The Independent Component Analysis (ICA) is a recently developed technique for component extraction. This new method requires the statistical independence of the extracted components—a stronger constraint that uses higher-order statistics—instead of the classical decorrelation (in the sense of “no correlation”), which is a weaker constraint that uses only second-order statistics. This technique has been used recently for the analysis of geophysical time series with the goal of investigating the causes of variability in observed data (i.e., exploratory approach). The authors demonstrate with a data simulation experiment that, if initialized with a Principal Component Analysis (PCA), the ICA performs a rotation of the classical PCA (or EOF) solution. This experiment is conducted using a synthetic dataset, where the correct answer is known, to more clearly illustrate and understand the behavior of the more familiar PCA and less familiar ICA. This rotation uses no localization criterion like other rotation techniques; only the generalization of decorrelation into full statistical independence is used. This rotation of the PCA solution seems to be able to avoid the tendency of PCA to mix several components, even when the signal is just their linear sum.

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Dinh Thi Lan Anh and Filipe Aires

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River discharge (RD) estimates are necessary for many applications, including water management, flood risk, and water cycle studies. Satellite-derived long-term GIEMS-D3 surface water extent (SWE) maps and HydroSHEDS data, at 90-m resolution, are here used to estimate several hydrological quantities at a monthly time scale over a few selected locations within the Amazon basin. Two methods are first presented to derive the water level (WL): the “hypsometric curve” and the “histogram cutoff” approaches at an 18 km × 18 km resolution. The obtained WL values are interpolated over the whole water mask using a bilinear interpolation. The two methods give similar results and validation with altimetry is satisfactory, with a correlation ranging from 0.72 to 0.89 in the seven considered stations over three rivers (i.e., Wingu, Negro, and Solimoes Rivers). River width (RW) and water volume change (WVC) are also estimated. WVC is evaluated with GRACE total water storage change, and correlations range from 0.77 to 0.88. A neural network (NN) statistical model is then used to estimate the RD based on four predictors (SWE, WL, WVC, and RW) and on in situ RD measurements. Results compare well to in situ measurements with a correlation of about 0.97 for the raw data (and 0.84 for the anomalies). The presented methodologies show the potential of historical satellite data (the combination of SWE with topography) to help estimate RD. Our study focuses here on a large river in the Amazon basin at a monthly scale; additional analyses would be required for other rivers, including smaller ones, in different environments, and at higher temporal scale.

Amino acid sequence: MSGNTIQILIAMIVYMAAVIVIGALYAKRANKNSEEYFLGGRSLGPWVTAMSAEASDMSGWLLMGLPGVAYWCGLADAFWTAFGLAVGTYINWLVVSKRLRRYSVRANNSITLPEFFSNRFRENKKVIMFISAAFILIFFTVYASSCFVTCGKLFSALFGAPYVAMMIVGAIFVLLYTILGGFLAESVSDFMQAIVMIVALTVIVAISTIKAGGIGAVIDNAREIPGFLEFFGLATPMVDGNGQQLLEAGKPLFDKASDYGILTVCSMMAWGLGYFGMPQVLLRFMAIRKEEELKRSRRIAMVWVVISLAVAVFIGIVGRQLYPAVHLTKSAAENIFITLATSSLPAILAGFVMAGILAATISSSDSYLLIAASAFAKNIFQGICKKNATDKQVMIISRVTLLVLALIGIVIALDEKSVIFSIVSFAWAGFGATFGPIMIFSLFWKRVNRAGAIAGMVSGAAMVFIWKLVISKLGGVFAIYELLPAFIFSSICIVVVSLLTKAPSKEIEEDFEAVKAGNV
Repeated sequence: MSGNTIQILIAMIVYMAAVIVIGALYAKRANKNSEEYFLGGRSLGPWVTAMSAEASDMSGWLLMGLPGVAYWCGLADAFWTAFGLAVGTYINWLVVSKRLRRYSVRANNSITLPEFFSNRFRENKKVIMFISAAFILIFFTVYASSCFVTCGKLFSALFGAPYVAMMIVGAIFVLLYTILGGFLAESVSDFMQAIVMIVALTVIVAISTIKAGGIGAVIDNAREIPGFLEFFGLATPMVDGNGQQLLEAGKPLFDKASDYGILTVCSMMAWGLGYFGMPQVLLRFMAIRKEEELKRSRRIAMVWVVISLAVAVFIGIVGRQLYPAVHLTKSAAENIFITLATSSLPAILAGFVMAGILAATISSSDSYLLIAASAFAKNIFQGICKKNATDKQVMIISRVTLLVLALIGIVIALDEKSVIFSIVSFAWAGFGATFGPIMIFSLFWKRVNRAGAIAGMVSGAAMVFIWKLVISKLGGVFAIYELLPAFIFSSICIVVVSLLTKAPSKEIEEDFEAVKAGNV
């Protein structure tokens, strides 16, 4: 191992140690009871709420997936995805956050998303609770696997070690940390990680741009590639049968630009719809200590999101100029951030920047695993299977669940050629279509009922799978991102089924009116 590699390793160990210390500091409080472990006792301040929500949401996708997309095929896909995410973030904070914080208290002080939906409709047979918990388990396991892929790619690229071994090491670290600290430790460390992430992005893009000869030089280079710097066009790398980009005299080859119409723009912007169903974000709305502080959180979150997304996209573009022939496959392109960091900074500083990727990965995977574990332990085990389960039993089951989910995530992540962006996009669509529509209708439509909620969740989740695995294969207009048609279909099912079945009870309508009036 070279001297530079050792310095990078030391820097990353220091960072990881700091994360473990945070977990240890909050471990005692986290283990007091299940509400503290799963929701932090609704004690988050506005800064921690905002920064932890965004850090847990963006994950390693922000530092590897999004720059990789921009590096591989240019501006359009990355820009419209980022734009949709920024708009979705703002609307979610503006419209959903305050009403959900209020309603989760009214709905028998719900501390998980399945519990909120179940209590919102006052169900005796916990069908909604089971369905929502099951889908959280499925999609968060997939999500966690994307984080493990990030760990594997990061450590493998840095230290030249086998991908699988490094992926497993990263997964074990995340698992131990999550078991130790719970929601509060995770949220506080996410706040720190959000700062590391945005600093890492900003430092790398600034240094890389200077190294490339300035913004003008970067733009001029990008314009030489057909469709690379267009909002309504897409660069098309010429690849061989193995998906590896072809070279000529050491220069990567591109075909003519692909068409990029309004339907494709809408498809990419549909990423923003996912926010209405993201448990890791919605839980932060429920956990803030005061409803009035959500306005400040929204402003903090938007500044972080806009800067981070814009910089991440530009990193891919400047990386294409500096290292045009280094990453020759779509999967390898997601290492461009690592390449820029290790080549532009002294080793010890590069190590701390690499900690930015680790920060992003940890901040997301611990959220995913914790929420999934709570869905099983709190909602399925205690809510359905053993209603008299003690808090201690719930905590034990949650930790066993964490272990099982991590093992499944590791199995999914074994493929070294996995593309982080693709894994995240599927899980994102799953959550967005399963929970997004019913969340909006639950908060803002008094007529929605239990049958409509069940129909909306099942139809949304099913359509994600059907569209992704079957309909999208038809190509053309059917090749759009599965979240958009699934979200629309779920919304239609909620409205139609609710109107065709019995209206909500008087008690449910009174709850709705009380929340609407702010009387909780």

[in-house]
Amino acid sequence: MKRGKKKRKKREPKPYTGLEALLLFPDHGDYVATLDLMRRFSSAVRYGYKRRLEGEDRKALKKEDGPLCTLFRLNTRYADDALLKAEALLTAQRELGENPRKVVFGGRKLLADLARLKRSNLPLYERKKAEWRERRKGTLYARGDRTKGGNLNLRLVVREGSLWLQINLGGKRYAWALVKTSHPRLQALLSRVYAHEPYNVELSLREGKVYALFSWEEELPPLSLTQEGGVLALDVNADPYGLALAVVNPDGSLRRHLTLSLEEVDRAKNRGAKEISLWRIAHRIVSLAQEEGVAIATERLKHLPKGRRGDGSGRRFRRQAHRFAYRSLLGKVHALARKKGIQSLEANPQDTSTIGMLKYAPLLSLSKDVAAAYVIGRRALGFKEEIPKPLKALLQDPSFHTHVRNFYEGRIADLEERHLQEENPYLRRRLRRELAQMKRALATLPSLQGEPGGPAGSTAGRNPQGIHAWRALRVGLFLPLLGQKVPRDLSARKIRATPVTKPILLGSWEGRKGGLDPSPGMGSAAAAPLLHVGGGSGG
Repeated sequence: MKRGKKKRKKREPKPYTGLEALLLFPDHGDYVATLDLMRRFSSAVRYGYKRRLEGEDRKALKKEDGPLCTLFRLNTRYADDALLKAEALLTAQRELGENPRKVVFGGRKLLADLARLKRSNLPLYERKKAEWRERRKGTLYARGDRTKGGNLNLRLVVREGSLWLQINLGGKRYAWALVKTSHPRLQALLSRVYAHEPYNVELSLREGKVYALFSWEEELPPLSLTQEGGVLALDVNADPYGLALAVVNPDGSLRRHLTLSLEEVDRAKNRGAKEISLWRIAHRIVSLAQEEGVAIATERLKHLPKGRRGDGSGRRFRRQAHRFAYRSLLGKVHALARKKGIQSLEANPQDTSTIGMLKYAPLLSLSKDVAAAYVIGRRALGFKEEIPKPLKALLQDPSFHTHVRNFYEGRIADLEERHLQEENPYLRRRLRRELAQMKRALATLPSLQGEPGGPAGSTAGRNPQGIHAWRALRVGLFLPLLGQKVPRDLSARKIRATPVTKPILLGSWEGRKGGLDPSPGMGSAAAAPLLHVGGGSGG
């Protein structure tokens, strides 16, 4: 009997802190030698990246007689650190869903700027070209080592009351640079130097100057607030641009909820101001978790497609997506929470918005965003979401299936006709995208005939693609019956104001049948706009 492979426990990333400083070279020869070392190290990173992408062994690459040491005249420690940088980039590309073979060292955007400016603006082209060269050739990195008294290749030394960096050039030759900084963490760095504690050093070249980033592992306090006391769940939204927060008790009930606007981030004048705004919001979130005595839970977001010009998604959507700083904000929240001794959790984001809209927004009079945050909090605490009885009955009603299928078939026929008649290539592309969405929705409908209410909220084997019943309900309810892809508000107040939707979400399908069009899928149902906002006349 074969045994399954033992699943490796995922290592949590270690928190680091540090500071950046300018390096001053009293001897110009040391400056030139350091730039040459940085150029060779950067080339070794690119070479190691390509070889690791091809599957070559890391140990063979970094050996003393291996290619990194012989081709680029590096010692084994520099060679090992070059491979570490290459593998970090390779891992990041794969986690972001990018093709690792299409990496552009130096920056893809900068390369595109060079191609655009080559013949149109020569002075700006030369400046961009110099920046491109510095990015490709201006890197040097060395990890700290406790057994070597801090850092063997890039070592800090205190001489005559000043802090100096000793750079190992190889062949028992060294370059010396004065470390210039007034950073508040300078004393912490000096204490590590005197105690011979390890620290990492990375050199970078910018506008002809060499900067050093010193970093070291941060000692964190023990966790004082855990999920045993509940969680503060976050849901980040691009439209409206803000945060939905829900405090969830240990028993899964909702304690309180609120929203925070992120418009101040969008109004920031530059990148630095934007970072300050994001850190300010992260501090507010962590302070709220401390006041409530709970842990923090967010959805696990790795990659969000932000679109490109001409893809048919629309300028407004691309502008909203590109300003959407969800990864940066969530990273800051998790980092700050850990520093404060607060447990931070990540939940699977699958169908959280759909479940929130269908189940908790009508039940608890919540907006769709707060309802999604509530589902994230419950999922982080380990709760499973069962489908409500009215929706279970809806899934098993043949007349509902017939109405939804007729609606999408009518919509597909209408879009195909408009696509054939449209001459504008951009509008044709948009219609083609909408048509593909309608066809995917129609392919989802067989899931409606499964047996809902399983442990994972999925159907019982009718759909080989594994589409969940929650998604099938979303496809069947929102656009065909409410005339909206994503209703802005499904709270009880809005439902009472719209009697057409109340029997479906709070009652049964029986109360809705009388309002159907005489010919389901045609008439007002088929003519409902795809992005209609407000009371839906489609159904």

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Filipe Aires, Fabrice Papa, and Catherine Prigent

Abstract

A climatology of wetlands has been derived at a low spatial resolution (0.25° × 0.25° equal-area grid) over a 15-yr period by combining visible and near-infrared satellite observations and passive and active microwaves. The objective of this study is to develop a downscaling technique able to retrieve wetland estimations at a higher spatial resolution (about 500 m). The proposed method uses an image-processing technique applied to synthetic aperture radar (SAR) information about the low and high wetland season. This method is tested over the densely vegetated basin of the Amazon. The downscaling results are satisfactory since they respect the spatial hydrological features of the SAR data and the temporal evolution of the low-resolution wetland estimates. A new long-term and high-resolution wetland dataset has been generated for 1993–2007 for the Amazon basin. This dataset represents a new and unprecedented source of information for climate and land surface modeling of the Amazon and for the definition of future hydrology-oriented satellite missions such as Surface Water and Ocean Topography (SWOT).